Best learner motorcycle gear

Everything you need to start motorcycling and head for your CBT

Learner motorcyclist on the road with L plates

by Jim Blackstock |

We know that motorcycling is liberating; stimulating; exciting. And for riders of a certain age, getting your licence simply meant riding around the block and not knocking the examiner over when he sprang out from behind a tree to get you to do an emergency stop.

However, rightly or wrongly, nowadays getting your full bike licence is a lot harder. And while many will lament the cost and the time it takes, you cannot deny that by the time a rider is allowed to get on a big bike and ride, they have learned a huge amount and acquired essential skills before tackling the roads on their own.

That process begins with the CBT or Compulsory Basic Training. This isn’t a test as such – you don’t pass but achieve a level of competence to continue to the next stage of getting your licence.

However, depending on your age, you can happily ride up to a 125cc motorcycle with just a CBT to your name and without going any further. You just have to undertake the CBT training every two years and you can stay on 125s for as long as you like.

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The CBT comprises a morning of training in a safe environment – usually a car park – before an accompanied ride out on the roads. And while the training work is relatively low-speed and low-danger, the road ride presents just as many potential hazards as any other ride. So you need some riding kit to get you going.

At this stage, you may not want to invest in the most expensive kit as you may still decide it isn’t for you. However, hopefully – and like so many before you – you might and want to either carry on on smaller bikes or progress to get something larger and more interesting.

So here is a selection of essentials to get you going, whether you stick with just the CBT or develop further.

For the CBT, you will be provided with a bike and it will already have L plates on it. However, if

L Plates

Smaller bikes are mostly plastic so magnetic plates won’t work but these self-adhesive ones will. And if they won’t stick, then you can tie them on using the holes.

Pros:

Super-cheap

Self-adhesive

Fit anywhere on bike

Cons:

Glue can leave a mark when removed

You may not be going very fast on your CBT road ride (the 125 youu2019re likely to ride wonu2019t

Bike It Ear Plugs

You’ll be wearing an earpiece to take directions from your instructor but these should cut down on the wind noise while allowing you to hear what they tell you and other traffic around you.

Pros:

Cheap

Easy to use

Come in holder

Cons:

Limited-use plastics

A crash helmet (a CBT instructor may well refer to it as a safety helmet) is the only legal

Agrius Rage Helmet

But for a starter, this one by Agrius is a great proposition. It is four-star rated by SHARP (the government testing and rating scheme) for safety, is comfortable and works well. It has acceptable venting, a drop-down sun visor and is Pinlock-ready. Pretty impressive for less than £60.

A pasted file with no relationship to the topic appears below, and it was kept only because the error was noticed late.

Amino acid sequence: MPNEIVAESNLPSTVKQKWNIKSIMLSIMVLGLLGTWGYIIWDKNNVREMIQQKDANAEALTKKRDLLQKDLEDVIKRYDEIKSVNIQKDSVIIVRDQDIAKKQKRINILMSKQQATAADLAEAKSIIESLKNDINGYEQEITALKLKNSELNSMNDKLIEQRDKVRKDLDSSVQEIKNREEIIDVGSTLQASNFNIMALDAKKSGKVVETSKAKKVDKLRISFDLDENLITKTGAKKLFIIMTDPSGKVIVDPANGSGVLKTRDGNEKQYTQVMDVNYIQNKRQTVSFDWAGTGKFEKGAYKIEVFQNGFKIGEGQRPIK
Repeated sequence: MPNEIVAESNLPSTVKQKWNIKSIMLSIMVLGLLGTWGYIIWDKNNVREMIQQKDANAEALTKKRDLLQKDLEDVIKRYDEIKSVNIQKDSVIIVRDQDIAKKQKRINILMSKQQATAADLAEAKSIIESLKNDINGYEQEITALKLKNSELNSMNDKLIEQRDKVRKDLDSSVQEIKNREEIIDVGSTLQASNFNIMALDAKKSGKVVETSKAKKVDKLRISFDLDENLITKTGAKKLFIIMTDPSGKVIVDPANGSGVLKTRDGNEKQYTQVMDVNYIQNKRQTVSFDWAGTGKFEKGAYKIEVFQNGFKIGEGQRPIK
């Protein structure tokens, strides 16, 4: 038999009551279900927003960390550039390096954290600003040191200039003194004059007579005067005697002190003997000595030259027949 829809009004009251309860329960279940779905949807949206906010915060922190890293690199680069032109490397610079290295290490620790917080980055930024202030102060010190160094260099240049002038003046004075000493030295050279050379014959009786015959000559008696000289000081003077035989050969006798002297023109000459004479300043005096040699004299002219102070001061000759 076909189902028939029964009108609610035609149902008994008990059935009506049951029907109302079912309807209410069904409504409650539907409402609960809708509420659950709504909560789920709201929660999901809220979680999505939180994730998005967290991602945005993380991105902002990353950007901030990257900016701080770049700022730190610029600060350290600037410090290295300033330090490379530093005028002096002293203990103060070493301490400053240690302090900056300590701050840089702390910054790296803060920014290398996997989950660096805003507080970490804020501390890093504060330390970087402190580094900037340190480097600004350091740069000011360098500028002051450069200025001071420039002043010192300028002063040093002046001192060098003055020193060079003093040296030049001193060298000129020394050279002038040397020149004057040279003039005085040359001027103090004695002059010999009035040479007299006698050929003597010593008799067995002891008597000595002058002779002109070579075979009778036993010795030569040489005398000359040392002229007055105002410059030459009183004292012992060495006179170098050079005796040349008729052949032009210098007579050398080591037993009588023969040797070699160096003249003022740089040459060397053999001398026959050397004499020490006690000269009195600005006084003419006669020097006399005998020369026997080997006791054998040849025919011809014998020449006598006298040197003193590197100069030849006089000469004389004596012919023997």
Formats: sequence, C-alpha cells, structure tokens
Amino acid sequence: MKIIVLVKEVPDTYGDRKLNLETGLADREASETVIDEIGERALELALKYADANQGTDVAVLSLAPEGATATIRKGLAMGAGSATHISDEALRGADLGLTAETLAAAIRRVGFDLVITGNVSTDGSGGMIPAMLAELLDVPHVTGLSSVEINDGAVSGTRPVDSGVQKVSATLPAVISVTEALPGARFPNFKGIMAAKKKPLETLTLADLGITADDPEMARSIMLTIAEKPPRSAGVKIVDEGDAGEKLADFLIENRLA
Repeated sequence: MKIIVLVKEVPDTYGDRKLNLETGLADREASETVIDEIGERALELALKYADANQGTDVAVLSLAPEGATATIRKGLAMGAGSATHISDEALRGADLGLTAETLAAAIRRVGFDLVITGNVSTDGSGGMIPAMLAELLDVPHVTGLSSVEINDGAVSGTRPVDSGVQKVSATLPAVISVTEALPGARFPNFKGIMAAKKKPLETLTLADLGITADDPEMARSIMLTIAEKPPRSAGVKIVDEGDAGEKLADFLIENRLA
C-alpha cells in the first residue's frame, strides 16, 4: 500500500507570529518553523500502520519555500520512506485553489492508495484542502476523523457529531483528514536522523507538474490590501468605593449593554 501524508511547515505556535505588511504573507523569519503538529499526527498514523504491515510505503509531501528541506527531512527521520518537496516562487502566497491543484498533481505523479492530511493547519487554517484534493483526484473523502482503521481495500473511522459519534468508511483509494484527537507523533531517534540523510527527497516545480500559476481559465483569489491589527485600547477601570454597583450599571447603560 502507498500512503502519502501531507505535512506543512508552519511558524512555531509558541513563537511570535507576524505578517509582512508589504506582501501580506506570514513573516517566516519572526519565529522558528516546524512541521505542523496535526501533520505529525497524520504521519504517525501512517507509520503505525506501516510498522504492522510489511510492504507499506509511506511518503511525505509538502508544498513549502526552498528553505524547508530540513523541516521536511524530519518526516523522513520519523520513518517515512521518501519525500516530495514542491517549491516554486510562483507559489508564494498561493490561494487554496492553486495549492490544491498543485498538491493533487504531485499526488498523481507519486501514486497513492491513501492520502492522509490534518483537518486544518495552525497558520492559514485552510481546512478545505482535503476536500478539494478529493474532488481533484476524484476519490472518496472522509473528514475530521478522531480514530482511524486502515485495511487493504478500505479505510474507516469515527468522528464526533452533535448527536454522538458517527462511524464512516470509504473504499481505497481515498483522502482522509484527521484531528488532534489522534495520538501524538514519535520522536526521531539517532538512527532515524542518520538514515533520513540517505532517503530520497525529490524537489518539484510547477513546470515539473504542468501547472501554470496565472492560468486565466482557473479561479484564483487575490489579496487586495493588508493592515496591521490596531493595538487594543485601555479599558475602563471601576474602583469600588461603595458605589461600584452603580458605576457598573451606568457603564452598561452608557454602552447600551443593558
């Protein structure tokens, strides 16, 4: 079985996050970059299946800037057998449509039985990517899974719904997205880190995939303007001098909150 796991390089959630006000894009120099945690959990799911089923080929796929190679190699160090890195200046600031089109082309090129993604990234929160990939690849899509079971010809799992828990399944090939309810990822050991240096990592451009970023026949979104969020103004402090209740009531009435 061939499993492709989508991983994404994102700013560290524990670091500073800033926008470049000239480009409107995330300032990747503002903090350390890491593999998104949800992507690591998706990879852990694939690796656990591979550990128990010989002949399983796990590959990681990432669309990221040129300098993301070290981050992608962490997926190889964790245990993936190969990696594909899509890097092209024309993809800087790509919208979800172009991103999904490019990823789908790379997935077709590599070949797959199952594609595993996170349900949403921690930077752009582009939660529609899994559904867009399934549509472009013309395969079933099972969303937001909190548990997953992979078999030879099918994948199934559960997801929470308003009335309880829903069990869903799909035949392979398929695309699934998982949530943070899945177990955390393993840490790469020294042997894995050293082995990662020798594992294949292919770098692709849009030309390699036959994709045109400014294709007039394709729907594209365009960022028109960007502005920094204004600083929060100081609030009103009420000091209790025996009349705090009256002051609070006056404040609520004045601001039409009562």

Pros:

Four SHARP stars for safety

Looks great

Comes in three colourways

Cons:

Pinlock insert is extra

This softshell outer jacket from Spada is ideal as a starter; it offers proper protection thanks

Spada Commute

It has a scattering of pockets around it for bits and bobs and has vents in the front to allow cooling air in if things get a little warm. It comes with Level-1 armour in the shoulders and elbows while a back protector is a £19.99 option.

Pros:

Stylish, urban cut

Decent protection

Good value

Cons:

May be too lightweight for colder weather

Just because youu2019re trying motorcycling out doesnu2019t mean you can just sling on a pair of

3M Motorbike Pants

There is CE approved armour at the knees and padding at the hips and a couple of vents in case the weather warms up a little.

Pros:

Cordura outer

Reissa membrane

CE approved knee armour

Cons:

Only padding at hips

These boots from TCX will easily pass as normal casual trainers off the bike yet offer proper

TCX X-Street Boots

They get great reviews on Sportsbikeshop and are a good starter boot.

Pros:

Excellent online ratings

Proper CE-rated protection

Waterproof

Cons:

Not as protective as taller boots

Hands are exposed to the weather and in case you have a low-speed tumble when doing your CBT

RST Axiom Gloves

These from RST are CE rated 1KP with carbon knuckle armour and padding on the fingers as well as on the heel of the palms, the typical ‘landing zone’. They are also waterproof, with RST’s SinAqua breathable membrane to keep your hands warm and dry.

Pros:

CE rated to 1KP

Hard knuckle armour and soft padding

Waterproof and breathable

Cons:

None we can think of

If youu2019re after a more serious textile jacket, then this one from Duchinni is great value. It

Duchinni Hurricane

It uses a Cordura outer with a removable quilted thermal liner and a waterproof and breathable membrane. It has loads of adjustment and plenty of pockets.

Pros:

Full-length textile

Waterproof and breathable

Removable thermal liner

Cons:

No vents in case it gets warm

Itu2019s worth getting a copy of the Highway Code and reading it before you head out. If

The Highway Code

If the CBT is your first time on the road, it will prove invaluable to know what you’re going to be facing and begin learning about how to conduct yourself on the road.

Pros:

Available in a range of formats

The official rules of the road

Useful for new and experienced drivers

Cons:

Heavy-going

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